With all of this bad, is there anything good? Actually, there is. First, given everything I have heard of Mr. Boll (whose only film I’ve seen is “The House Of The Dead”), this is probably his best film to date. Second, it wasn’t so bad that it could be recommended to either film students as something not to do, or bad enough to be good MST3K material – it’s just not good enough to recommend to any else either. Third, it is barely stomach-able enough that you will sit through it – though you’ll still wish for your money and time back when it’s done. Finally, a sequel is workable – just replace the director/producer with someone who actually KNOWS what the hell they’re doing.

Ranking: So bad you’ll feel the MPAA is torturing you for downloading it illegally – it’s not worth the electricity needed to download – and it’s not worth seeing in theaters – DOWNLOADING IS ITS OWN PUNISHMENT!

Aliens Versus Predator : Requiem: First, I need to give people a warning: I actually LIKED the original Aliens Versus Predator film, something trashed by a lot of critics and fans alike (although, surprisingly, not by very many of my friends), so I have a slight slant towards wanting this film to be good. Thankfully, I was not disappointed.

There’s no big names, and few recognizable faces – in fact, the only people I actually recognized was Reiko Aylesworth, who 24 fans will know as Michelle Dressler, and John Ortiz, who I recognized from the Miami Vice movie. Most of the people are fairly new, including the Predator, whose only other two credits was a witch in a Harry Potter film (I won’t say which witch, but it disturbed me), and the previous Predator in AVP. The only real veterans, other than who I just listed, is Tom Woodruff Jr, who’s been involved on the Alien side and as an Alien since “Aliens.”

Unlike most film sequels that change from the original production team, the continuity of its roots were NOT compromised. Some might question the Alien/Predator Hybrids substituting the Aliens in this film, but by no means is this unbelievable for either type of alien.

The movie picks up where the last one ends, on the Predator ship with “Scar”, the last Predator, having an Alien bursting out of its chest. (Sorry if I ruined the ending for those who did not see the last film.) This new Alien is a hybrid of both species, and it soon wrecks havoc on the rest of the predators on the ship, releasing the captured facehuggers and killing its crew, causing it to land in a little town in Colorado.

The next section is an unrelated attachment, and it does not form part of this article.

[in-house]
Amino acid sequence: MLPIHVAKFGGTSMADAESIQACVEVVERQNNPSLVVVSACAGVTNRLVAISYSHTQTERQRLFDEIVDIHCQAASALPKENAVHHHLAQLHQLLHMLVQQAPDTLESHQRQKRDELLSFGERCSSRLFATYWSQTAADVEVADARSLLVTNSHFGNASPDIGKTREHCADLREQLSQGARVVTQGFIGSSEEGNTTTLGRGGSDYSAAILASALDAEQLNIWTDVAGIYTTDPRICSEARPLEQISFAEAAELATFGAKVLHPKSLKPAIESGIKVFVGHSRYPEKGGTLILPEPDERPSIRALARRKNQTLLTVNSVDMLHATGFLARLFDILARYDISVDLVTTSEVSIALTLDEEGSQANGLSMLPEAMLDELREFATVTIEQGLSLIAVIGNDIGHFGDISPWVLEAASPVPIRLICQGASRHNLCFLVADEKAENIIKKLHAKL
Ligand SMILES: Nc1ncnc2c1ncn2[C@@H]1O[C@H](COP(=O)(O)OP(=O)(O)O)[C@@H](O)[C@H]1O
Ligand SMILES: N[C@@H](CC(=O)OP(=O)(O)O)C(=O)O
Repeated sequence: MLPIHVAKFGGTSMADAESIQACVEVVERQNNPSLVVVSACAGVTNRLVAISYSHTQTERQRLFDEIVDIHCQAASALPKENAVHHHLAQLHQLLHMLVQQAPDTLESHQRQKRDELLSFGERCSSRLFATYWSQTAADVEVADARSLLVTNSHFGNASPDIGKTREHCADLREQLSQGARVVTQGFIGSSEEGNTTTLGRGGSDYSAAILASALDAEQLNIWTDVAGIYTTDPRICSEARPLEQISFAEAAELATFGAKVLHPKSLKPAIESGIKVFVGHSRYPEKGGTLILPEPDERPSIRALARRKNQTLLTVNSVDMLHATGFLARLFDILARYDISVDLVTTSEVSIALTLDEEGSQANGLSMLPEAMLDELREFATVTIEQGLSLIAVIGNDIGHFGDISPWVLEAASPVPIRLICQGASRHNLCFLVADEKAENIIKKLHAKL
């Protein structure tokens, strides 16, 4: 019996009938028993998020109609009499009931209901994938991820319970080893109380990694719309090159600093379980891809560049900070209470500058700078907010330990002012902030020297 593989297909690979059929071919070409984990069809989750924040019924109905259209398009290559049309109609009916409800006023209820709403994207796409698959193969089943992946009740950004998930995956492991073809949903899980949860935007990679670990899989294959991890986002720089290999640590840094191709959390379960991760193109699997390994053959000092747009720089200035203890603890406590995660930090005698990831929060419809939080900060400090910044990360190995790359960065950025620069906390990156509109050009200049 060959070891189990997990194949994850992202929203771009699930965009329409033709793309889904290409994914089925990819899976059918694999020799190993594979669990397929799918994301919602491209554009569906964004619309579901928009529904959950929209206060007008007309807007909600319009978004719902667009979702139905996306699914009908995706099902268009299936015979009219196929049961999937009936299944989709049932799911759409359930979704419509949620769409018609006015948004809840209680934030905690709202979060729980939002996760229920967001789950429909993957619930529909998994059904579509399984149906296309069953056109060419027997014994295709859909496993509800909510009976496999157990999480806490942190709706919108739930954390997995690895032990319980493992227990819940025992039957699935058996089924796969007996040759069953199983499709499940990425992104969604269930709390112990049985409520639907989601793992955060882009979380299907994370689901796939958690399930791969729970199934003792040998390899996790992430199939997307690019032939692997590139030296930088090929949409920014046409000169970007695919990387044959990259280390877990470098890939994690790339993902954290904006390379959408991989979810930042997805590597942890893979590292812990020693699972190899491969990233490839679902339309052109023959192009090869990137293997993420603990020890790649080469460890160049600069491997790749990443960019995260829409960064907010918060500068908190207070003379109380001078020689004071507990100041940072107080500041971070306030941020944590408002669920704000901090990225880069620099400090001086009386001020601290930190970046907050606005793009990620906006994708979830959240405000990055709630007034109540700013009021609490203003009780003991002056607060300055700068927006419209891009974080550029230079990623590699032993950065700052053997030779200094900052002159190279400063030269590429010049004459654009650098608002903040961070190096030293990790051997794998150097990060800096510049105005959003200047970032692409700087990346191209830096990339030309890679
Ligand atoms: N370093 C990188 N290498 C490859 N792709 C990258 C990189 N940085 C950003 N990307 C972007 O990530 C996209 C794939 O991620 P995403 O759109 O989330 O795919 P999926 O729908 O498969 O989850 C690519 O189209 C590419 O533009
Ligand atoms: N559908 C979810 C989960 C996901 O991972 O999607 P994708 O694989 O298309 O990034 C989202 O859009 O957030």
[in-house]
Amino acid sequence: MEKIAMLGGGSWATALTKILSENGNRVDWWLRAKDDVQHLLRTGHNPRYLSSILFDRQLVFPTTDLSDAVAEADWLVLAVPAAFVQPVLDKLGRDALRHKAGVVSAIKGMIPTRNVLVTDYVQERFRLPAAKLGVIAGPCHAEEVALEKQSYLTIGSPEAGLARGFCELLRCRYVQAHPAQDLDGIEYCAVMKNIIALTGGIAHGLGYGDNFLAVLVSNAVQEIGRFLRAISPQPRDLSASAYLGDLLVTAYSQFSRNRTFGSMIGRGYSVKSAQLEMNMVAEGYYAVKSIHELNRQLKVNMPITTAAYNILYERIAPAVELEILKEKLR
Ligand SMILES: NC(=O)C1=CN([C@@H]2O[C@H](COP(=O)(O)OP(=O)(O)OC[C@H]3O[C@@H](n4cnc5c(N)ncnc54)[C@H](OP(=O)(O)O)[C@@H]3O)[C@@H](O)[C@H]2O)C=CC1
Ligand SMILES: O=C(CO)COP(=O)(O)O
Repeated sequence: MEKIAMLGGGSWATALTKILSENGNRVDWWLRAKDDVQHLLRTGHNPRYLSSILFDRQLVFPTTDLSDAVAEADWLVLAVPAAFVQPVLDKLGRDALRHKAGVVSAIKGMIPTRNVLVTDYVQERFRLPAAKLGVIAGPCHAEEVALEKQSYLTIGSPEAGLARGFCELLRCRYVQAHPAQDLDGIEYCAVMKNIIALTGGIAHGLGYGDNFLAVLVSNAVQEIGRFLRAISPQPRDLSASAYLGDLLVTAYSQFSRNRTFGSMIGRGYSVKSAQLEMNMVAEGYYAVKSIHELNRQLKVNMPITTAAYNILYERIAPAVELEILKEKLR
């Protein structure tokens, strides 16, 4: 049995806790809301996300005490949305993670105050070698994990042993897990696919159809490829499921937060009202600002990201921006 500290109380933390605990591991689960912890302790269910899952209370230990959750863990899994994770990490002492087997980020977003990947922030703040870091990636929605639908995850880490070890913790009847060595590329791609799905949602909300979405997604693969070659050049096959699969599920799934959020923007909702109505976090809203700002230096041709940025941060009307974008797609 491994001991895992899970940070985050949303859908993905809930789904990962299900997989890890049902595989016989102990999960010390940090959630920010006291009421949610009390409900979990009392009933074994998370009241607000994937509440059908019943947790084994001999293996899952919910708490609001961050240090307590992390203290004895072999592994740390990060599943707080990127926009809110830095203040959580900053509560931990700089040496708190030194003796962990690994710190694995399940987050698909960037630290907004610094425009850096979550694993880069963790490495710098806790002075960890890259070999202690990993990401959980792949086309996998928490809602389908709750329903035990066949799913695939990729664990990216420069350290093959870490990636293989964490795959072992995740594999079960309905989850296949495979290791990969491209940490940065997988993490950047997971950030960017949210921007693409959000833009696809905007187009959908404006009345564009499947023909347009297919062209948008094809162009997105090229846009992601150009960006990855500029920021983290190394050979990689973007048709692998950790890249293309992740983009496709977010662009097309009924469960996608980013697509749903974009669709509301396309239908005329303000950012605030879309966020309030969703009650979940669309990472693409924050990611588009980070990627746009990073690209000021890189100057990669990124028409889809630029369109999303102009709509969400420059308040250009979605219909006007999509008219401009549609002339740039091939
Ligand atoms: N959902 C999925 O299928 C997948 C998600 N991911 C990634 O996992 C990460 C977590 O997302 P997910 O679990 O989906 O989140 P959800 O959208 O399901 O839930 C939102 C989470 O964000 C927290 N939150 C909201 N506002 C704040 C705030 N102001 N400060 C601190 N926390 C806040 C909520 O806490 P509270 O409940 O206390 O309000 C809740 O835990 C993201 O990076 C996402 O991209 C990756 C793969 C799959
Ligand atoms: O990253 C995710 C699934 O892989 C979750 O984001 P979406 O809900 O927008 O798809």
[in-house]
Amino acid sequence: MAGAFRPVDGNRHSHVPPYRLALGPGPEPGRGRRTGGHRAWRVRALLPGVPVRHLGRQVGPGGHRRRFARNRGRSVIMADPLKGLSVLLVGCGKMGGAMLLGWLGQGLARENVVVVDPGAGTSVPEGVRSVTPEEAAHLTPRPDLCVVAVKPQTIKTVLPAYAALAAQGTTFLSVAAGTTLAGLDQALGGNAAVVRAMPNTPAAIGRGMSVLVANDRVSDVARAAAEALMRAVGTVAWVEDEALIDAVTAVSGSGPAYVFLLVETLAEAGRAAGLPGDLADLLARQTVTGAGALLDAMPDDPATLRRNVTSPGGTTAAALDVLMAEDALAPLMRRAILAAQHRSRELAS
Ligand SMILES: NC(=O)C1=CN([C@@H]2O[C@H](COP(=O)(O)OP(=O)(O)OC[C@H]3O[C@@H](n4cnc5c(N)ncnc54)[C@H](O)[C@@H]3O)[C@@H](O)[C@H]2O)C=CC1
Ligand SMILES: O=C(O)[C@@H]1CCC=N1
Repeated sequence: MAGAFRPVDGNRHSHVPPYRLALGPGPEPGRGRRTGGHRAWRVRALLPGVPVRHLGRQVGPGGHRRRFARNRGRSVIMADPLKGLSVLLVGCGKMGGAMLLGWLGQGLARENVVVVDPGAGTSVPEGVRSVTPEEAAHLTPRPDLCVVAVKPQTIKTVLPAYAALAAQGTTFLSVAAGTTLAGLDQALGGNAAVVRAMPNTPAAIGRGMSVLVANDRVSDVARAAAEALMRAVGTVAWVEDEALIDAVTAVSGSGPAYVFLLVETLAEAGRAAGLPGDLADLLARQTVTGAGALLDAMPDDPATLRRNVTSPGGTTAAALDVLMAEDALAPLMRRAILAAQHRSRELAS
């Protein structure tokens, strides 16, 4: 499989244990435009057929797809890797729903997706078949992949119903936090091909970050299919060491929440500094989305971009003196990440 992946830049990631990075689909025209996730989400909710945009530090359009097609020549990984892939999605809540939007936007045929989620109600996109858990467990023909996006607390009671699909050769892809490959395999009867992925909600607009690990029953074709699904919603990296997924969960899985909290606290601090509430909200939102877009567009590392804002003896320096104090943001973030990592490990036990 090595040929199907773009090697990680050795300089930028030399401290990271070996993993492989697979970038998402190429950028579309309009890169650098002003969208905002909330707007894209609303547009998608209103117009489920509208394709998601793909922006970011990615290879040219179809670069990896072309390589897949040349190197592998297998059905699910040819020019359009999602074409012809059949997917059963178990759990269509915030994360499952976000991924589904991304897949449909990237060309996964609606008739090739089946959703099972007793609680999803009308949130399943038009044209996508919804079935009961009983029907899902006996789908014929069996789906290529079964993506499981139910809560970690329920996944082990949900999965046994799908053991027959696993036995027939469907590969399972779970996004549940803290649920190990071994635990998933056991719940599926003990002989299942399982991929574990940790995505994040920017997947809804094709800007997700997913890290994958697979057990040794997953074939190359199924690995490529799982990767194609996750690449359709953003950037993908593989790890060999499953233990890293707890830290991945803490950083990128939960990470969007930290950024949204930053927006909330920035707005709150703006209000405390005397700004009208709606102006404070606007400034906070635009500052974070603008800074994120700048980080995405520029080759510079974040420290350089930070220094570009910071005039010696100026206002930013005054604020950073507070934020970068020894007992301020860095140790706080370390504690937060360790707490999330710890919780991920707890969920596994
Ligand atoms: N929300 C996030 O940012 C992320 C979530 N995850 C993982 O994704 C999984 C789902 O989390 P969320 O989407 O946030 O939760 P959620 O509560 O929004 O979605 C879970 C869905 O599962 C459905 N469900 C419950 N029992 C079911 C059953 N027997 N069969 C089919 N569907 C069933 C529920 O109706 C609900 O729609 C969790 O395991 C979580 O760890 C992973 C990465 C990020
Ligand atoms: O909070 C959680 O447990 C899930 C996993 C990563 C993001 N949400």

In this town, we have a friend of the sheriff who comes home after being released from the state penitentiary system; his brother, a pizza delivery guy in HS who has a crush on a girl whose dating the high school jack-off-err-jock; and a military woman coming home to her family. You also have some homeless people who live in the sewers and a father and son who are hunting who become the Aliens first victims.

One of the Predators who dies gets a transmission of this new Alien/Predator hybrid back to its homeworld, thus dispatching a new Predator to Earth and continuing the war between the species.

Now, no one is going to argue about how shallow the stories are, as all of it is developed just enough that you feel a little something for the victims of this town later. It bears a resemblance to “Resident Evil:Apocalypse”, in that the monsters soon over run the town and the survivors get trapped in the city (along with the ending, which I will not spoil for you.) The fighting and scares, while below the marks for the series that this has spawned from, is still lightyears beyond most of the horror dreck beyond produced today.

I’d only advise those who might get offended by little kids and pregnant women becoming victims to stay away – this may not be pooling in blood, but there are plenty of turn-your-head-away scenes, as well as a few thank-god-it’s-off-camera scenes as well. Beyond that, anyone who liked either series and/or the movie spawning this sequel should enjoy this.

Ranking: Worth seeing on a discounted price.

Advertisements

Leave a Reply

Fill in your details below or click an icon to log in:

WordPress.com Logo

You are commenting using your WordPress.com account. Log Out / Change )

Twitter picture

You are commenting using your Twitter account. Log Out / Change )

Facebook photo

You are commenting using your Facebook account. Log Out / Change )

Google+ photo

You are commenting using your Google+ account. Log Out / Change )

Connecting to %s